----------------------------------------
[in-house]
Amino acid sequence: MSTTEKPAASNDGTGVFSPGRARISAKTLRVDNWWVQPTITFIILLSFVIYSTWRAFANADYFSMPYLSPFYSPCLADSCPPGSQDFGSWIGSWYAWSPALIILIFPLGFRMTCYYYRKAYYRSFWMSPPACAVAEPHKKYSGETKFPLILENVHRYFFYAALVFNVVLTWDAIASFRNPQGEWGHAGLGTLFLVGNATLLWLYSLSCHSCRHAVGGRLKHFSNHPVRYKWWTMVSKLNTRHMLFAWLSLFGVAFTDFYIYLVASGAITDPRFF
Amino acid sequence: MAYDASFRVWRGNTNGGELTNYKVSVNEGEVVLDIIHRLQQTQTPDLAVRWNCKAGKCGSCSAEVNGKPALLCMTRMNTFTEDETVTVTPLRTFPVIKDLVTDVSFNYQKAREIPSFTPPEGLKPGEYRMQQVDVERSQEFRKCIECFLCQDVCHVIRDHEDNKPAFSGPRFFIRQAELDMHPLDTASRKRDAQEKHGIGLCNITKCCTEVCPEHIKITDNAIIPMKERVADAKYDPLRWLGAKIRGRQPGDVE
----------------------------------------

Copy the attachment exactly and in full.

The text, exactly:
[in-house]
Amino acid sequence: MSTTEKPAASNDGTGVFSPGRARISAKTLRVDNWWVQPTITFIILLSFVIYSTWRAFANADYFSMPYLSPFYSPCLADSCPPGSQDFGSWIGSWYAWSPALIILIFPLGFRMTCYYYRKAYYRSFWMSPPACAVAEPHKKYSGETKFPLILENVHRYFFYAALVFNVVLTWDAIASFRNPQGEWGHAGLGTLFLVGNATLLWLYSLSCHSCRHAVGGRLKHFSNHPVRYKWWTMVSKLNTRHMLFAWLSLFGVAFTDFYIYLVASGAITDPRFF
Amino acid sequence: MAYDASFRVWRGNTNGGELTNYKVSVNEGEVVLDIIHRLQQTQTPDLAVRWNCKAGKCGSCSAEVNGKPALLCMTRMNTFTEDETVTVTPLRTFPVIKDLVTDVSFNYQKAREIPSFTPPEGLKPGEYRMQQVDVERSQEFRKCIECFLCQDVCHVIRDHEDNKPAFSGPRFFIRQAELDMHPLDTASRKRDAQEKHGIGLCNITKCCTEVCPEHIKITDNAIIPMKERVADAKYDPLRWLGAKIRGRQPGDVE